In this final installment in the acclaimed Black Girls Must Die Exhausted trilogy, Tabitha is juggling work, relationships, and a newborn baby—but will she find the happy ending she’s always wanted?
Black Girls Must Have It All by Jayne Allen
After a whirlwind year, Tabitha Walker’s carefully organized plan to achieve the life she wanted—perfect job, dream husband, and stylish home—has gone off the rails. Her checklist now consists of diapers changed (infinite), showers taken (zero), tears cried (buckets), and hours of sleep (what’s that?).
Don’t get her wrong, Tabby loves her new bundle of joy and motherhood is perhaps the only thing that’s consistent for her these days. When the news station announces that they will be hiring outside competitors for the new anchor position, Tabby throws herself into her work. But it’s not just maintaining her position as the station’s weekend anchor that has her worried. All of her relationships seem to be shifting out of their regular orbits. Best friend Alexis can’t manage to strike the right balance in her “refurbished” marriage with Rob, and Laila’s gone from being a consistent ride-or-die to a newly minted entrepreneur trying to raise capital for her growing business. And when Marc presents her with an ultimatum about their relationship, coupled with an extended “visit” from his mother, Tabby is forced to take stock of her life and make a new plan for the future.
Consumed by work, motherhood, and love, Tabby finds herself isolated from her friends and family just when she needs them most. But help is always there when you ask for it, and Tabby’s village will once again rally around her as she comes to terms with her new life and faces her biggest challenge yet—choosing herself.
Using the written word as her witness statement, Jessica Willis Fisher gives a lacerating portrait of a girl finding her voice after years of being silenced and an unforgettable story of risk and faith.
Unspeakable:Surviving My Childhood and Finding My Voice by Jessica Willis Fisher
Growing up the eldest daughter in a large, highly controlled, fundamentalist Christian household, Jessica Willis was groomed to perform, and to conform to her father’s disturbing and chaotic teachings. Cut off from anything unapproved by her father, Jessica was persistently curious about the outside world, always wondering what was normal or potentially dangerous about her upbringing.
When the Willis family rocketed into fame after their appearances on multiple televised talent competitions in 2014, Jessica and her family landed their own reality TV show and toured across the globe, singing and dancing for millions. The world loved this beautiful family of kids; young and vivacious, the Willis’s presented themselves to be extraordinary and happy. But the older and wiser Jessica got, the more she had to face that what was going on behind closed doors would forever be escalating.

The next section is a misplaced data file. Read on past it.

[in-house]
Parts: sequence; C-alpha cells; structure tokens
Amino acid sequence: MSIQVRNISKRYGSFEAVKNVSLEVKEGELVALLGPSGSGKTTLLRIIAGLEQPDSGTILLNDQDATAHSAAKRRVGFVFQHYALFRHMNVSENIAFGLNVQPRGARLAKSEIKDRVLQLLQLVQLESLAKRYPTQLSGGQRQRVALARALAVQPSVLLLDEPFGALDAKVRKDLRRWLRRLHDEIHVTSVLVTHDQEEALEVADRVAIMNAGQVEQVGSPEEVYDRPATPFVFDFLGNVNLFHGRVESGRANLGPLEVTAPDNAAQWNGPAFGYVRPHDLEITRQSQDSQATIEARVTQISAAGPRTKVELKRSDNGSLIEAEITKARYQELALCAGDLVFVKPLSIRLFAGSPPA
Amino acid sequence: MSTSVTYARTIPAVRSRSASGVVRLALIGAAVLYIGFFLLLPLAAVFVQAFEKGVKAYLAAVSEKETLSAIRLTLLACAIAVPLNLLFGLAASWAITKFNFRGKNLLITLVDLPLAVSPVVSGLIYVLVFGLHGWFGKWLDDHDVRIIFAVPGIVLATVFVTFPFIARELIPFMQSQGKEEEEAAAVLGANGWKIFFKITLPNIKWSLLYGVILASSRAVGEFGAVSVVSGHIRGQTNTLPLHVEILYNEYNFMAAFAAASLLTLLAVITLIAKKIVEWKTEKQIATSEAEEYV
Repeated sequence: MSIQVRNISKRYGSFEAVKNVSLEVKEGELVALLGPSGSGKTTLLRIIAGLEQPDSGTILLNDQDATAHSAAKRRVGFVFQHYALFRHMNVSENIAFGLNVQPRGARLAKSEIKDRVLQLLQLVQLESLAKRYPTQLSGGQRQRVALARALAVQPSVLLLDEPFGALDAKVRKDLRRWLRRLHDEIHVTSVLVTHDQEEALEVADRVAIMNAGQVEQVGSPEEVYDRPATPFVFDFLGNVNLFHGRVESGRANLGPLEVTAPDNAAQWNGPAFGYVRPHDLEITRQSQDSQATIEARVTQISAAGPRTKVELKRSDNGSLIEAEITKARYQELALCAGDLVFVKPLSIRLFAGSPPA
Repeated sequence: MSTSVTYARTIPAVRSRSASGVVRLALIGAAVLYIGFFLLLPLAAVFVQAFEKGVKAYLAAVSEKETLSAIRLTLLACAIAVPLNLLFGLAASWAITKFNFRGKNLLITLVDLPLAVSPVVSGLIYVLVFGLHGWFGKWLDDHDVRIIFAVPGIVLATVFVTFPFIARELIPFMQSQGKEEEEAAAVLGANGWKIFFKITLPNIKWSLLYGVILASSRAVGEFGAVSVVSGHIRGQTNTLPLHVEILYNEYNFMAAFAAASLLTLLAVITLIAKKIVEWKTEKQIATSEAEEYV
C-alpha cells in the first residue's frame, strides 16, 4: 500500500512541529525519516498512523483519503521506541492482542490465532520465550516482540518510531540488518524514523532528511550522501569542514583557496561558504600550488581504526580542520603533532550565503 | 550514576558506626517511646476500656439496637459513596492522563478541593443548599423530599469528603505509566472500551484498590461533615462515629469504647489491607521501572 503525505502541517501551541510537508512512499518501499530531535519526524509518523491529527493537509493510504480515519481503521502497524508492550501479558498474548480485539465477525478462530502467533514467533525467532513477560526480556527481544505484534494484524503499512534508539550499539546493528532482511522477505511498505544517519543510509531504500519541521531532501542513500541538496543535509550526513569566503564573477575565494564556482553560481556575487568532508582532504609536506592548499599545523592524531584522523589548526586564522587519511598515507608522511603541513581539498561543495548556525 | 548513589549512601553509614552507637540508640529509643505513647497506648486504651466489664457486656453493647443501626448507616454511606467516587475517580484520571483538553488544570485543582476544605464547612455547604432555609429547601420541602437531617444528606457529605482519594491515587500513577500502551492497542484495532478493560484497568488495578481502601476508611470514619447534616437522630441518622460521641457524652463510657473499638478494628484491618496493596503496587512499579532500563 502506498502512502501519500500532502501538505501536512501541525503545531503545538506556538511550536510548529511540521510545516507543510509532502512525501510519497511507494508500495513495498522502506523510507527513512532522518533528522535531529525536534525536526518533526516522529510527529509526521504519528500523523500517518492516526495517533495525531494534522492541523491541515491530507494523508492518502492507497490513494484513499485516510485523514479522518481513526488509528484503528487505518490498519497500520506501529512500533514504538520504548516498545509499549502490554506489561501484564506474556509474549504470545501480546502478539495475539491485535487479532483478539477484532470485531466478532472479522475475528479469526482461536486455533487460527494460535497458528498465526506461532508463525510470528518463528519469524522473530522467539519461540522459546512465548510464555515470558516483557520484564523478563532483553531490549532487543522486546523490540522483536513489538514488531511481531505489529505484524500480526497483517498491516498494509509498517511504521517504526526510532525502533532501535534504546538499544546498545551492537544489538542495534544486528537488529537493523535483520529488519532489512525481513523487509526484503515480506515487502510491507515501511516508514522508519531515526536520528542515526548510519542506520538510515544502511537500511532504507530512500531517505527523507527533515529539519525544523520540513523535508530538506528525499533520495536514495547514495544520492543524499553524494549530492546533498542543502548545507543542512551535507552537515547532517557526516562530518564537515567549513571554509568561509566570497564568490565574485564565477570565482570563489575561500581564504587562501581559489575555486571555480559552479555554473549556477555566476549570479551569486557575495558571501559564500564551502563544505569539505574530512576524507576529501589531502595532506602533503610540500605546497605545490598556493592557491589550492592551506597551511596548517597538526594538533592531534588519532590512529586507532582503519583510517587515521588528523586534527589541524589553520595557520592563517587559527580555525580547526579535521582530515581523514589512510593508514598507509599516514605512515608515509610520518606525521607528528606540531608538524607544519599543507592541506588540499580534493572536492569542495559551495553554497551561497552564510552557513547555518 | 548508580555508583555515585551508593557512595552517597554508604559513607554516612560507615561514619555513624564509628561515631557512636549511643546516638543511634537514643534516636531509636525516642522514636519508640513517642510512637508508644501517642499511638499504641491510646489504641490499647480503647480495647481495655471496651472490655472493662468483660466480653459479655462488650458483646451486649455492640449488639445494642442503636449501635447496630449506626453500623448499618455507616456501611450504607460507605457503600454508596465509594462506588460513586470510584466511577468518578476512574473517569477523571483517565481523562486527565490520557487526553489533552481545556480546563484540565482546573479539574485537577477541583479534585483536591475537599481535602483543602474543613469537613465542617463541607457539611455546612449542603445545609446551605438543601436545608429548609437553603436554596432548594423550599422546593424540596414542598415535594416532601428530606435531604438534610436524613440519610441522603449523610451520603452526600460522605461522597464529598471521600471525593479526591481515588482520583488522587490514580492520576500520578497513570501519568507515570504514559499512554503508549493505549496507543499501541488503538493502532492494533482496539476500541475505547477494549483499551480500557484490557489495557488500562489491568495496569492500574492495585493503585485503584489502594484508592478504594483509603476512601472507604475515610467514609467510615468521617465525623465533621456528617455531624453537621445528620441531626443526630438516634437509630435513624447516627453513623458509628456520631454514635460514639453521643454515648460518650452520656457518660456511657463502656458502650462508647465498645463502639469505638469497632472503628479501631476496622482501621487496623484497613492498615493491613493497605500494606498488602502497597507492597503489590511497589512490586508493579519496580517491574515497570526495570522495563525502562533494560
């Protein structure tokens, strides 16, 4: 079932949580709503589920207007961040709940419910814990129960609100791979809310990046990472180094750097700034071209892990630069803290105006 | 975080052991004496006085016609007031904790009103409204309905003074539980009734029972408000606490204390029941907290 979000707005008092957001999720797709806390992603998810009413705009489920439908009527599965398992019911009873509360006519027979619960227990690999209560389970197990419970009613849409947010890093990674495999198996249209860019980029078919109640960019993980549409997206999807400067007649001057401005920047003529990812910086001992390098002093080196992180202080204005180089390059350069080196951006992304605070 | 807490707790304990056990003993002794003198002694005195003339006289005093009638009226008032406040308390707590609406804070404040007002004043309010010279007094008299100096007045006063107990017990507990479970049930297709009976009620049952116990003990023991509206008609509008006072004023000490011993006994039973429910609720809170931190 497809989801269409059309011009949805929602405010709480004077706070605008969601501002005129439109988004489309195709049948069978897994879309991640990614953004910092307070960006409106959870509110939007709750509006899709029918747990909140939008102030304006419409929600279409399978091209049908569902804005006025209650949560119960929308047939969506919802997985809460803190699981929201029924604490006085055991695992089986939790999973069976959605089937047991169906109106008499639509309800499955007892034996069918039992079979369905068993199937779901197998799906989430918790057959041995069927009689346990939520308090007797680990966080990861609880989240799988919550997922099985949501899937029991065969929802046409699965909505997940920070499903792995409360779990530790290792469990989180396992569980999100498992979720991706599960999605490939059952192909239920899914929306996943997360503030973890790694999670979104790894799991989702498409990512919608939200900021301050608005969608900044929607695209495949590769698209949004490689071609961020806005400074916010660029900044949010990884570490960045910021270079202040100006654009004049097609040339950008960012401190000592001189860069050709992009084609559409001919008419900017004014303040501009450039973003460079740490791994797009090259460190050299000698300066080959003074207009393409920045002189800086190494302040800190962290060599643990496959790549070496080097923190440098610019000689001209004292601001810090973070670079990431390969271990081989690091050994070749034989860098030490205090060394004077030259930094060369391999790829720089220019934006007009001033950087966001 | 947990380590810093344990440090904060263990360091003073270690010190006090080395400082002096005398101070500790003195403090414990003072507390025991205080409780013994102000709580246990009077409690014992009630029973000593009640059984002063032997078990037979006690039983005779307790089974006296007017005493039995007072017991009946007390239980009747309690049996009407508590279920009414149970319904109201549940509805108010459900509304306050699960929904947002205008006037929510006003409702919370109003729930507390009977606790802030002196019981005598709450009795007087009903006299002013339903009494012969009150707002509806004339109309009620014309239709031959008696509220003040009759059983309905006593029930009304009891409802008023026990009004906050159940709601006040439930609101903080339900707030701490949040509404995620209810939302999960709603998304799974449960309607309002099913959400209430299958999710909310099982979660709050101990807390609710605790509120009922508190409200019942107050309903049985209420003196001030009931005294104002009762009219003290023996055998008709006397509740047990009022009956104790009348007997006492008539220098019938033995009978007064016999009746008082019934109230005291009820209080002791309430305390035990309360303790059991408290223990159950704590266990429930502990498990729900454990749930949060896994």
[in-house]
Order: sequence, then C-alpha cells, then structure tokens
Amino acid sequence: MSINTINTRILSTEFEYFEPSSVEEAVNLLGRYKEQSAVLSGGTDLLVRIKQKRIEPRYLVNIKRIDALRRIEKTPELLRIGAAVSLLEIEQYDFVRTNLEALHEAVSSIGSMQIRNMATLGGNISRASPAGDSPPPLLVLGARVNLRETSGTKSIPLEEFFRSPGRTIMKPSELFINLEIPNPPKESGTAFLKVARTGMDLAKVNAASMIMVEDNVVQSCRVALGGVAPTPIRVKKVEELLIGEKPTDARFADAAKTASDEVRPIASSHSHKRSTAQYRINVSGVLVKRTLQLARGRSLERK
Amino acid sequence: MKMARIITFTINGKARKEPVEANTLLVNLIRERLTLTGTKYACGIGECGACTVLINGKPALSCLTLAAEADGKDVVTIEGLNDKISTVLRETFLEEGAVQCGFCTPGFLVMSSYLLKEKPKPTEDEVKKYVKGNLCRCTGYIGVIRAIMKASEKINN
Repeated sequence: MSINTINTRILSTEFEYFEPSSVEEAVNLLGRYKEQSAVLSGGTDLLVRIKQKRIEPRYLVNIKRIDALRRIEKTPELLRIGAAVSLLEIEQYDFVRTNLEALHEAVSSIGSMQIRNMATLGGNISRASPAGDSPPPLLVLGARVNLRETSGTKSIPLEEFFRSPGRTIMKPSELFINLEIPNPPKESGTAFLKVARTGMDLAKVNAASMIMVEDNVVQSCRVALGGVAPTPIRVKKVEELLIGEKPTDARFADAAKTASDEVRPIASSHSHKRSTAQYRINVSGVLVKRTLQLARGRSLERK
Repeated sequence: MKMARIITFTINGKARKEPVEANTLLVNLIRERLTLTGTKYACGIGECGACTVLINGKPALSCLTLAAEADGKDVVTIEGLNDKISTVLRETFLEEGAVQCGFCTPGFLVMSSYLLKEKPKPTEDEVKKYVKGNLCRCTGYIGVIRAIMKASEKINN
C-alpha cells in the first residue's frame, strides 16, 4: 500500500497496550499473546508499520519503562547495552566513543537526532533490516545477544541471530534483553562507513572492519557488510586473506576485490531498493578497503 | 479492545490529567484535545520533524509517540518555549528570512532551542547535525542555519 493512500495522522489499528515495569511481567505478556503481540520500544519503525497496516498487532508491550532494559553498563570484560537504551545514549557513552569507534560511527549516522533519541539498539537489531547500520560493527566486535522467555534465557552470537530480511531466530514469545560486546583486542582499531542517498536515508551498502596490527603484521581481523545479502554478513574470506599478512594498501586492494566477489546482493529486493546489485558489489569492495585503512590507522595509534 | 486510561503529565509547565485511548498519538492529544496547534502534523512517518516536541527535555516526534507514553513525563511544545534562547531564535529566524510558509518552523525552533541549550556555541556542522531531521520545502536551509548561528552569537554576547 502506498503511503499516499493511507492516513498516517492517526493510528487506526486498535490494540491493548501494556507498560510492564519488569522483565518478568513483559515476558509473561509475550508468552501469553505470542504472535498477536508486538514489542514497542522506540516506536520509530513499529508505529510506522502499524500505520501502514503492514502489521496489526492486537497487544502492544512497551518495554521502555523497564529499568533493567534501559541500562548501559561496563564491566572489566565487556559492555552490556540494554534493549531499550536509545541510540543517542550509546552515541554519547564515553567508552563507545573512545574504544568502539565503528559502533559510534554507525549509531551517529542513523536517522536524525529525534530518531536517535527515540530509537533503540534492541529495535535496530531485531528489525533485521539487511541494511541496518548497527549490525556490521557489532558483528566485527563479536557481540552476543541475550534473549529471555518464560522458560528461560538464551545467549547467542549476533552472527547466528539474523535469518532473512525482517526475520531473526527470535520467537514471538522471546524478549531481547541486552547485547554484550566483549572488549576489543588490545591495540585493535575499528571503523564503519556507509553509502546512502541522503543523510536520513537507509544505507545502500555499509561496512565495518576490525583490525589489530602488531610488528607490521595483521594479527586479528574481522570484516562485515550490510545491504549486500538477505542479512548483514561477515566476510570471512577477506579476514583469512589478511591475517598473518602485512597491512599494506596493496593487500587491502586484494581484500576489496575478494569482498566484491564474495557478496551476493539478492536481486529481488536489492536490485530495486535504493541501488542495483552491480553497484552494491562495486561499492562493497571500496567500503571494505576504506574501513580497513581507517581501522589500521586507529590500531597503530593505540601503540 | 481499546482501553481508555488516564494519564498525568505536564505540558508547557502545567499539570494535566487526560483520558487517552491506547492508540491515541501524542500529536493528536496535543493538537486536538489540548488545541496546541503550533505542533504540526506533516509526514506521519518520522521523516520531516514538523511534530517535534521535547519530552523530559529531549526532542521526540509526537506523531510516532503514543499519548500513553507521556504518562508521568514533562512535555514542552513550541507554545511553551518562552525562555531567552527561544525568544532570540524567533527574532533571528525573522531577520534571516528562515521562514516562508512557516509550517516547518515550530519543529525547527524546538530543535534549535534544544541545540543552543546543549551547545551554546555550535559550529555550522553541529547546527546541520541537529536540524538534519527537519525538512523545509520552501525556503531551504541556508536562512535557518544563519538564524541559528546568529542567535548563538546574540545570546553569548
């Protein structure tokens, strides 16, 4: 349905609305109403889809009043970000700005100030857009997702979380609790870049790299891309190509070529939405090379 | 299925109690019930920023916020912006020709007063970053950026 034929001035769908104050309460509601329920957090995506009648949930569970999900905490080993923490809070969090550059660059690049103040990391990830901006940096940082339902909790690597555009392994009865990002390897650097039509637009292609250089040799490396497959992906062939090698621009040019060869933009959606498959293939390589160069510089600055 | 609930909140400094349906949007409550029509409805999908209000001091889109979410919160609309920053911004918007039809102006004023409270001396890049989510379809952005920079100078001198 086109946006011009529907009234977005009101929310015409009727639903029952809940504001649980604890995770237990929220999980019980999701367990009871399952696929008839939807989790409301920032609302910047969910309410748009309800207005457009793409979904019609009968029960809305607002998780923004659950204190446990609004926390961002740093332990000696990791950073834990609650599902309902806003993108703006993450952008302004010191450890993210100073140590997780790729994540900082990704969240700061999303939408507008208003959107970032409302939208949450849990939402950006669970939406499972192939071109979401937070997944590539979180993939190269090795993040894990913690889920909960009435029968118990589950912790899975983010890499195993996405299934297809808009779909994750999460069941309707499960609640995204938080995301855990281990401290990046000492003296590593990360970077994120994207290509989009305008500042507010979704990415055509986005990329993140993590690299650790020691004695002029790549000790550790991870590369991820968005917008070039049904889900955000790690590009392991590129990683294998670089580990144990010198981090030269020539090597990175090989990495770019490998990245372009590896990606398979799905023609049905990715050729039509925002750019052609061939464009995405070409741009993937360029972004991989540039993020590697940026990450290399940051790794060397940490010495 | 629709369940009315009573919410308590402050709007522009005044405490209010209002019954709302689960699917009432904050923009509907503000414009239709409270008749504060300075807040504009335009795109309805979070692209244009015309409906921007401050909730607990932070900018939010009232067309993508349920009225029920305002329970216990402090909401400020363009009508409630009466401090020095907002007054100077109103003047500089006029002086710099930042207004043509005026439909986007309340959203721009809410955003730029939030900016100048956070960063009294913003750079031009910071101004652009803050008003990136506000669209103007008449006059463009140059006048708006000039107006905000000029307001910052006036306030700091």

In this elegant, harrowing story of the manipulation and codependency that defines abusive family relationships, Jessica Willis Fisher lets us see the formative moments of her childhood through her eyes. Fisher’s haunting coming-of-age memoir captures the beauty and ugliness of a young woman finding her way—filled with longing, fear, confusion, secrecy, and most importantly, hope for the future.
Unspeakable: Surviving My Childhood and Finding My Voice shares:
- An unflinching look at the manipulation and codependency that defines abusive family relationships
- The formative moments of Jessica’s childhood through her eyes
- An unforgettable story of courage and strength
Beautifully written and monumental in its bravery, Fisher’s story is proof that we can all become so much more that the things that happen to us.
REESE’S FEBRUARY 2023 BOOK CLUB PICK
AN INSTANT NEW YORK TIMES BESTSELLER
The House of Eve by Sadeqa Johnson
“Amazing…These two women’s lives intersect in the most wonderful and unlikely of ways. I was completely surprised by the ending of this beautifully told and written book.” —Reese Witherspoon
“A triumph of historical fiction” (The Washington Post) set in 1950s Philadelphia and Washington, DC, that explores what it means to be a woman and a mother, and how much one is willing to sacrifice to achieve her greatest goal.
1950s Philadelphia: fifteen-year-old Ruby Pearsall is on track to becoming the first in her family to attend college, in spite of having a mother more interested in keeping a man than raising a daughter. But a taboo love affair threatens to pull her back down into the poverty and desperation that has been passed on to her like a birthright.
Eleanor Quarles arrives in Washington, DC, with ambition and secrets. When she meets the handsome William Pride at Howard University, they fall madly in love. But William hails from one of DC’s elite wealthy Black families, and his parents don’t let just anyone into their fold. Eleanor hopes that a baby will make her finally feel at home in William’s family and grant her the life she’s been searching for. But having a baby—and fitting in—is easier said than done.
With their stories colliding in the most unexpected of ways, Ruby and Eleanor will both make decisions that shape the trajectory of their lives.